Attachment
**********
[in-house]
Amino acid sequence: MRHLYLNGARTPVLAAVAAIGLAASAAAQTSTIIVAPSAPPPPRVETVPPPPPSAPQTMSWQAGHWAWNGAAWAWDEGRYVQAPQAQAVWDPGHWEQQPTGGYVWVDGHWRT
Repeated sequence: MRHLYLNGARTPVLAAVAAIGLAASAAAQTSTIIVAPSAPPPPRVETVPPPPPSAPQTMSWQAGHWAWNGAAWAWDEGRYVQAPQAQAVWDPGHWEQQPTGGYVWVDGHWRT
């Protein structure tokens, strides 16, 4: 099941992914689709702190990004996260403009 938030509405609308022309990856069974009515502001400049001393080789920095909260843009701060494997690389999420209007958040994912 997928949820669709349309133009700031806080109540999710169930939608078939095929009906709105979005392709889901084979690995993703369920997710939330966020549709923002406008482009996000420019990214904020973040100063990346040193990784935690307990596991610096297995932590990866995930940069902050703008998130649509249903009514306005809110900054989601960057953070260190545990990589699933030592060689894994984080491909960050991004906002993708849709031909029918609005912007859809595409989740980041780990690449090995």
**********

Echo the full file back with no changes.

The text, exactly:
[in-house]
Amino acid sequence: MRHLYLNGARTPVLAAVAAIGLAASAAAQTSTIIVAPSAPPPPRVETVPPPPPSAPQTMSWQAGHWAWNGAAWAWDEGRYVQAPQAQAVWDPGHWEQQPTGGYVWVDGHWRT
Repeated sequence: MRHLYLNGARTPVLAAVAAIGLAASAAAQTSTIIVAPSAPPPPRVETVPPPPPSAPQTMSWQAGHWAWNGAAWAWDEGRYVQAPQAQAVWDPGHWEQQPTGGYVWVDGHWRT
């Protein structure tokens, strides 16, 4: 099941992914689709702190990004996260403009 938030509405609308022309990856069974009515502001400049001393080789920095909260843009701060494997690389999420209007958040994912 997928949820669709349309133009700031806080109540999710169930939608078939095929009906709105979005392709889901084979690995993703369920997710939330966020549709923002406008482009996000420019990214904020973040100063990346040193990784935690307990596991610096297995932590990866995930940069902050703008998130649509249903009514306005809110900054989601960057953070260190545990990589699933030592060689894994984080491909960050991004906002993708849709031909029918609005912007859809595409989740980041780990690449090995």